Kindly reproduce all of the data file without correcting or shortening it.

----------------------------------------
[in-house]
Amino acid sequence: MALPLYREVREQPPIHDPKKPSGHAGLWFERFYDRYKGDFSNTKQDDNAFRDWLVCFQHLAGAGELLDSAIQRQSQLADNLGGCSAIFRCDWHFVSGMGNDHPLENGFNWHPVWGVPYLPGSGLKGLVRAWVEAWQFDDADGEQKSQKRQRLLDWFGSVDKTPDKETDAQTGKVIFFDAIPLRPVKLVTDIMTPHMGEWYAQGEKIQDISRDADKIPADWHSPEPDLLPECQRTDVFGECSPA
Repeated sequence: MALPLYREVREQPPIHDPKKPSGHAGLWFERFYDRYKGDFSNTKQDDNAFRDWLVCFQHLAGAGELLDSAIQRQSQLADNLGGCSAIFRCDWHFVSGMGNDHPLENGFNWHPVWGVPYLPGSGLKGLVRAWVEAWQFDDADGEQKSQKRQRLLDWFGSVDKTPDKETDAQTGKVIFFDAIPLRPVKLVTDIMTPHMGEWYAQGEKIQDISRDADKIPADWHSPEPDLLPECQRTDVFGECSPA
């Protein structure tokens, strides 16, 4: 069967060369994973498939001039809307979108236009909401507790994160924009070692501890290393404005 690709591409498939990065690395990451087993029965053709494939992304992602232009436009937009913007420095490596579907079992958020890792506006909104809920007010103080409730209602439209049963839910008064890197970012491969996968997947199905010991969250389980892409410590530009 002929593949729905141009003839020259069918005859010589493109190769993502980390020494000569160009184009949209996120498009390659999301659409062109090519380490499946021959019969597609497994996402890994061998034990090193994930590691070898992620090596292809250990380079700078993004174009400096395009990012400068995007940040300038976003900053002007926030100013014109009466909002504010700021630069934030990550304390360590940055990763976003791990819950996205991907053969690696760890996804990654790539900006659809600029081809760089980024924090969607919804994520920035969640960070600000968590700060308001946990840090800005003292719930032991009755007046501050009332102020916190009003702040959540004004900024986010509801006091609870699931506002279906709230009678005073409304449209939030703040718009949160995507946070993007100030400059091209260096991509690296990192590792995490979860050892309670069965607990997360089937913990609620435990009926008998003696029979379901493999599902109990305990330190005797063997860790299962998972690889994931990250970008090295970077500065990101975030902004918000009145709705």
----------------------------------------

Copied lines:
[in-house]
Amino acid sequence: MALPLYREVREQPPIHDPKKPSGHAGLWFERFYDRYKGDFSNTKQDDNAFRDWLVCFQHLAGAGELLDSAIQRQSQLADNLGGCSAIFRCDWHFVSGMGNDHPLENGFNWHPVWGVPYLPGSGLKGLVRAWVEAWQFDDADGEQKSQKRQRLLDWFGSVDKTPDKETDAQTGKVIFFDAIPLRPVKLVTDIMTPHMGEWYAQGEKIQDISRDADKIPADWHSPEPDLLPECQRTDVFGECSPA
Repeated sequence: MALPLYREVREQPPIHDPKKPSGHAGLWFERFYDRYKGDFSNTKQDDNAFRDWLVCFQHLAGAGELLDSAIQRQSQLADNLGGCSAIFRCDWHFVSGMGNDHPLENGFNWHPVWGVPYLPGSGLKGLVRAWVEAWQFDDADGEQKSQKRQRLLDWFGSVDKTPDKETDAQTGKVIFFDAIPLRPVKLVTDIMTPHMGEWYAQGEKIQDISRDADKIPADWHSPEPDLLPECQRTDVFGECSPA
């Protein structure tokens, strides 16, 4: 069967060369994973498939001039809307979108236009909401507790994160924009070692501890290393404005 690709591409498939990065690395990451087993029965053709494939992304992602232009436009937009913007420095490596579907079992958020890792506006909104809920007010103080409730209602439209049963839910008064890197970012491969996968997947199905010991969250389980892409410590530009 002929593949729905141009003839020259069918005859010589493109190769993502980390020494000569160009184009949209996120498009390659999301659409062109090519380490499946021959019969597609497994996402890994061998034990090193994930590691070898992620090596292809250990380079700078993004174009400096395009990012400068995007940040300038976003900053002007926030100013014109009466909002504010700021630069934030990550304390360590940055990763976003791990819950996205991907053969690696760890996804990654790539900006659809600029081809760089980024924090969607919804994520920035969640960070600000968590700060308001946990840090800005003292719930032991009755007046501050009332102020916190009003702040959540004004900024986010509801006091609870699931506002279906709230009678005073409304449209939030703040718009949160995507946070993007100030400059091209260096991509690296990192590792995490979860050892309670069965607990997360089937913990609620435990009926008998003696029979379901493999599902109990305990330190005797063997860790299962998972690889994931990250970008090295970077500065990101975030902004918000009145709705």